Heredity of alcohol addiction
Alcohol addiction is a chronical disease characterised by repeated and compulsive consumption of alcohol despite the health issues and social problems caused by alcohol. Due to the continuous alcohol consumption, increased tolerance to alcohol is also often linked to alcohol addiction, as well as physical addiction, which manifests itself as withdrawal symptoms when the person quits drinking.
It is known that alcohol addiction is often more prevalent in certain families, which indicates that it could be hereditary. In population studies, for example studies made with twins and adopted people, the hereditary background of alcohol addiction has in fact been proved repeatedly. Hereditary background, i.e. the genes an individual receives from their parents, account for about half of the risk of this illness.
Even though heredity has an effect on the prevalence of alcohol addiction, there is no individual gene of alcohol addiction that would result in this illness regardless of any environmental factors. Therefore, we prefer to talk about several genes, the combination of which increases a person’s risk of becoming ill in conditions that expose them to alcohol addiction. Such environmental risk factors are, for example, traumatic experiences in early childhood. Therefore, becoming addicted to alcohol is always the result of both hereditary and environmental factors.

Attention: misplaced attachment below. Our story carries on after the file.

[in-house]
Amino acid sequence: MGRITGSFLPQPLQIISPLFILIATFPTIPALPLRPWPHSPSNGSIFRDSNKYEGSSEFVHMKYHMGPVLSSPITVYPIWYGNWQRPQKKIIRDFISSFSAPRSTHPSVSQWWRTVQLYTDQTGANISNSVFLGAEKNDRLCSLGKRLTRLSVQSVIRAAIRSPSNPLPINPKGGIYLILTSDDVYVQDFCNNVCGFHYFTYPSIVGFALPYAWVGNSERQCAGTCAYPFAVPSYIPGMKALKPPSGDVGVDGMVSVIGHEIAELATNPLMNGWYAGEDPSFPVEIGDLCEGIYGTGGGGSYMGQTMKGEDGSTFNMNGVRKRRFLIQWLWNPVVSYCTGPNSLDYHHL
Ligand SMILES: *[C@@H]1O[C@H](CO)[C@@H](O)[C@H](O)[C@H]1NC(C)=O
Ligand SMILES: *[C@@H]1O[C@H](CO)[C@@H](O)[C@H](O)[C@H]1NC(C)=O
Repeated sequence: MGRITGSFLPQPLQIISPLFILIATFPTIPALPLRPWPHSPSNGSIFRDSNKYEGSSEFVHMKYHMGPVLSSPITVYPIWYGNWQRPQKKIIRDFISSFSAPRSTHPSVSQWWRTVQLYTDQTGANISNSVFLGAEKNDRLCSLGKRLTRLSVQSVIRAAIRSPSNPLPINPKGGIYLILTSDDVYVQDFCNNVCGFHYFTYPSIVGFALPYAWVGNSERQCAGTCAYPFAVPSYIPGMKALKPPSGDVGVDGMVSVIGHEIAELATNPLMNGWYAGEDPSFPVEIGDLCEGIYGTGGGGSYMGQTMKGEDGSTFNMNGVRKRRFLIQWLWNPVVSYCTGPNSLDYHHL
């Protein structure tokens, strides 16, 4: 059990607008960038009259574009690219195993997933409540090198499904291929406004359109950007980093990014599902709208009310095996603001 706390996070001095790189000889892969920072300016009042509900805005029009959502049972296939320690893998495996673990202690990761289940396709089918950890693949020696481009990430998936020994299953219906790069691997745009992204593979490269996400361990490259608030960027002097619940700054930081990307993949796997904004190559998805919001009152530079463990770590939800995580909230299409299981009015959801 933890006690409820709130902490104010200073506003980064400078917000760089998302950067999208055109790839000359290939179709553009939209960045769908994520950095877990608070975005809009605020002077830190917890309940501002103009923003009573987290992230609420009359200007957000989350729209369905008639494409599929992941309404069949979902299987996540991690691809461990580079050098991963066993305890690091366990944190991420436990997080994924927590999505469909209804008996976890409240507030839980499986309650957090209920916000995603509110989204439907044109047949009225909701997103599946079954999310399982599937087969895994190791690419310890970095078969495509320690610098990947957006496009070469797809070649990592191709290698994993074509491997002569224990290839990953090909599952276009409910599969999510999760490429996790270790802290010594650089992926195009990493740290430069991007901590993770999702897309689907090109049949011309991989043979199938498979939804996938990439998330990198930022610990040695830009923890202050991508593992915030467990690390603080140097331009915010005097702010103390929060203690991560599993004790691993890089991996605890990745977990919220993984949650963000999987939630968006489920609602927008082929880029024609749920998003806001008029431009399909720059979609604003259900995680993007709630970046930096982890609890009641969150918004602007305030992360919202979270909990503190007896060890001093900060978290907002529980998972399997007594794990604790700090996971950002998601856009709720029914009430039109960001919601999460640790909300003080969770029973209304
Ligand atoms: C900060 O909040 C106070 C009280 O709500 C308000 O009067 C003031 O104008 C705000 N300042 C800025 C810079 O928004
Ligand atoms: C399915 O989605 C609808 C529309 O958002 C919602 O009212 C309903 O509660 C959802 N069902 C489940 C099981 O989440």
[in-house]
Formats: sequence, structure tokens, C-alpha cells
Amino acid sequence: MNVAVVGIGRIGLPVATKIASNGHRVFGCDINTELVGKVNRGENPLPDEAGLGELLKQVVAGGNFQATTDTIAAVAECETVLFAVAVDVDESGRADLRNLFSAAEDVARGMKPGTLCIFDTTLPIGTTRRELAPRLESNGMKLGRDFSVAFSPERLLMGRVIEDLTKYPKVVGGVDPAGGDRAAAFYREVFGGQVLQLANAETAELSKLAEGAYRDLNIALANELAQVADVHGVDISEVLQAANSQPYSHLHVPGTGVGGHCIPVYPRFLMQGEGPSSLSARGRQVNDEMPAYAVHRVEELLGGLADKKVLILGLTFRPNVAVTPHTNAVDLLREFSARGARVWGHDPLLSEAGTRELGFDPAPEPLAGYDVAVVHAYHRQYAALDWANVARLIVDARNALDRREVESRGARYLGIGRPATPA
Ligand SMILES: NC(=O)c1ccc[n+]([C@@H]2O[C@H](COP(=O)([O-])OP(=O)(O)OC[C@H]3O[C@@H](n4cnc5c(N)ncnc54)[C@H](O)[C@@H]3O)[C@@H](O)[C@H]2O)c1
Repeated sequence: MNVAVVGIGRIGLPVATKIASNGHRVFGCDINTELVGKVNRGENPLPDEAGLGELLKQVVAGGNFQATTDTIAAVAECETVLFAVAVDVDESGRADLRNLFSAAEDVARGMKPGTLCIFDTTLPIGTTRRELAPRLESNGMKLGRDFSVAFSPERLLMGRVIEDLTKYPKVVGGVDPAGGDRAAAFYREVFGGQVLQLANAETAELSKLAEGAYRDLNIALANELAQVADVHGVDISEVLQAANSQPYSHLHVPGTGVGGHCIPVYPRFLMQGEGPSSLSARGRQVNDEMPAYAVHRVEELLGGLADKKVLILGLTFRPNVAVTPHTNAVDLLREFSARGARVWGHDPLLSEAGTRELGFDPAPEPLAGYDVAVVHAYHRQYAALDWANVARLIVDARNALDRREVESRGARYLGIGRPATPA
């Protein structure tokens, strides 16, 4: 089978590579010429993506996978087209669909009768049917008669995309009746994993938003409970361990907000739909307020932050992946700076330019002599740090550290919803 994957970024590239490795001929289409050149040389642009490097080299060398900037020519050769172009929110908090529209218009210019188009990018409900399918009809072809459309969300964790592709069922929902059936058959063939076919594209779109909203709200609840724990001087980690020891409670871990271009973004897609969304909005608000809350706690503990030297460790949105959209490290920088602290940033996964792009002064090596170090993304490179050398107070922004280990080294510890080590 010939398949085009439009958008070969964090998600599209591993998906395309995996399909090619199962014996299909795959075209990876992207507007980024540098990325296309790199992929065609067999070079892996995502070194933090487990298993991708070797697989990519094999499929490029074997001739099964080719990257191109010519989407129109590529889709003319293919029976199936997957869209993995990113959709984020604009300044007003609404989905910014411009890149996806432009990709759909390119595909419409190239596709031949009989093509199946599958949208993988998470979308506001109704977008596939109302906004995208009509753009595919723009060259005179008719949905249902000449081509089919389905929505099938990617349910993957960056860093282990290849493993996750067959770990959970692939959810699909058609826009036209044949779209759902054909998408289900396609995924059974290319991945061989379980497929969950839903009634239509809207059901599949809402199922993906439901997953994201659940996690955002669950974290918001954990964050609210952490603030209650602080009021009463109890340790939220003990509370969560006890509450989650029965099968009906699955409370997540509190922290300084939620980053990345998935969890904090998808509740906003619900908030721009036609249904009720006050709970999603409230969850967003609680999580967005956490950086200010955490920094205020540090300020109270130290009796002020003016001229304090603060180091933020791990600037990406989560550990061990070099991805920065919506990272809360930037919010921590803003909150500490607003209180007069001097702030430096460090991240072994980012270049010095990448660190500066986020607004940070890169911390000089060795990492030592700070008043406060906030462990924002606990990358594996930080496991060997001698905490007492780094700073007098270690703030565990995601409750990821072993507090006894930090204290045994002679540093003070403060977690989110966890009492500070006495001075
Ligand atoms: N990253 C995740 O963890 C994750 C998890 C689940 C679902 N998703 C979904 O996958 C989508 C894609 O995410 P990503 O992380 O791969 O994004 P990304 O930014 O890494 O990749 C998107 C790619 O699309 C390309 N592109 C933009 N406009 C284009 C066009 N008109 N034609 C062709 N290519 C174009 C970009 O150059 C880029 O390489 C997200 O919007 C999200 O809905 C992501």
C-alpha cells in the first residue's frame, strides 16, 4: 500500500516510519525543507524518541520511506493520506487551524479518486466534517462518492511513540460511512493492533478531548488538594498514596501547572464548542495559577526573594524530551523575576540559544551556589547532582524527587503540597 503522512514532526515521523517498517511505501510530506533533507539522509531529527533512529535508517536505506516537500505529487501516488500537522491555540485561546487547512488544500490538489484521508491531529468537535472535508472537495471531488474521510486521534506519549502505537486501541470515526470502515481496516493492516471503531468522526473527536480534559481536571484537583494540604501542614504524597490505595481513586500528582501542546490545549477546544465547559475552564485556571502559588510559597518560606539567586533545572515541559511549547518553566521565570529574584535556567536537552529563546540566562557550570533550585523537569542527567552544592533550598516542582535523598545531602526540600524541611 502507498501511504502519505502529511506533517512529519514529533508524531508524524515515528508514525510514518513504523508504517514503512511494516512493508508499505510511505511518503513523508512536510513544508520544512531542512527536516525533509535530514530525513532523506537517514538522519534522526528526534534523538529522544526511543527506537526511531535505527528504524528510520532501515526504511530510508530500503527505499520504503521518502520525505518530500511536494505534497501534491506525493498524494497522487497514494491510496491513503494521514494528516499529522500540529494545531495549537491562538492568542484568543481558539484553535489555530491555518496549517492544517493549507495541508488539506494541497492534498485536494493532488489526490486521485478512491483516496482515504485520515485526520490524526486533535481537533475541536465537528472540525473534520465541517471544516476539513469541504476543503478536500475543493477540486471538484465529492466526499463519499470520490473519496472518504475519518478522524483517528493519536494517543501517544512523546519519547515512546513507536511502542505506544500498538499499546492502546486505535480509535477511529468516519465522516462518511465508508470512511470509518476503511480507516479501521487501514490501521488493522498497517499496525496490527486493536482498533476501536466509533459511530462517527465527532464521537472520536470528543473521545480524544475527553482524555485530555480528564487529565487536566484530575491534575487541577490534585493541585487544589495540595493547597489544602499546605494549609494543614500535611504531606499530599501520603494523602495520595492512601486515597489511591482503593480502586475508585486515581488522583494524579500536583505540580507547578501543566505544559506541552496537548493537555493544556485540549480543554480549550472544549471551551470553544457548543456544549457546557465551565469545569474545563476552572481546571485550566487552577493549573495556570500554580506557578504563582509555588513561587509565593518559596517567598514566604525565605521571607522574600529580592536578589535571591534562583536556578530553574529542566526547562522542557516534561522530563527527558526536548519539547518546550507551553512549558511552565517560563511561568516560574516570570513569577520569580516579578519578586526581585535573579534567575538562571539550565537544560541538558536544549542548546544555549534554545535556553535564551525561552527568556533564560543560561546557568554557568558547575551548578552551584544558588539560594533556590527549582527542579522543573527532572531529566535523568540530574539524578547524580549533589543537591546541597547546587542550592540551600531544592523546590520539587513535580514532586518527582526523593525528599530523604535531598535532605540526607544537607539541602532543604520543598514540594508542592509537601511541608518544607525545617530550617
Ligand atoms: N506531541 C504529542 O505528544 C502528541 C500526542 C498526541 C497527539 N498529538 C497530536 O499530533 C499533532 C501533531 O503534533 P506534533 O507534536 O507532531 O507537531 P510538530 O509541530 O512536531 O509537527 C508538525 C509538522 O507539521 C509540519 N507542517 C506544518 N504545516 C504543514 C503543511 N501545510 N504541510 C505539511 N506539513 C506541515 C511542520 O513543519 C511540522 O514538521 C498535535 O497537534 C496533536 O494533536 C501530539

Finding out the hereditary background of alcohol addiction is difficult, because it is a very multiform disease. Additionally, alcohol addiction is often connected to other psychiatric illnesses such as anxiety and mood disorders, antisocial personality disorder and other substance abuse disorders. Smoking, for example, has a strong connection to alcohol addiction.
Based on current knowledge, hundreds or even thousands of genes affect the risk of becoming addicted to alcohol, and there is no uniform view on how these genes work to produce an individual that is vulnerable to addiction. As the development of alcohol addiction is considered to be mostly brain-based, it is probable that several genes that are linked to the basic processes of brain functions also transmit the risk of addiction. For example, the target proteins of alcohol in the brain as well as several genes related to transmitter substance systems linked to motivation and emotional control have been connected to alcohol addiction.
Genes that protect a person from alcohol addiction are also known. There is an enzyme (aldehyde dehydrogenase) that disintegrates the first metabolite of alcohol, acetaldehyde. One known form of this enzyme’s gene produces an enzyme that functions poorly. The people carrying this gene form, which is especially prevalent in East Asia, produce large amounts of acetaldehyde in their bodies when drinking alcohol and this causes redness of the skin, heart palpitations and nausea, which effectively restricts the consumption of alcohol.
Currently, there are no methods of evaluating the hereditary risk of alcohol addiction aside from family history. The objective of new gene research is to find the genes behind this vulnerability, based on which new treatment methods could also be developed.
Docent, University of Helsinki
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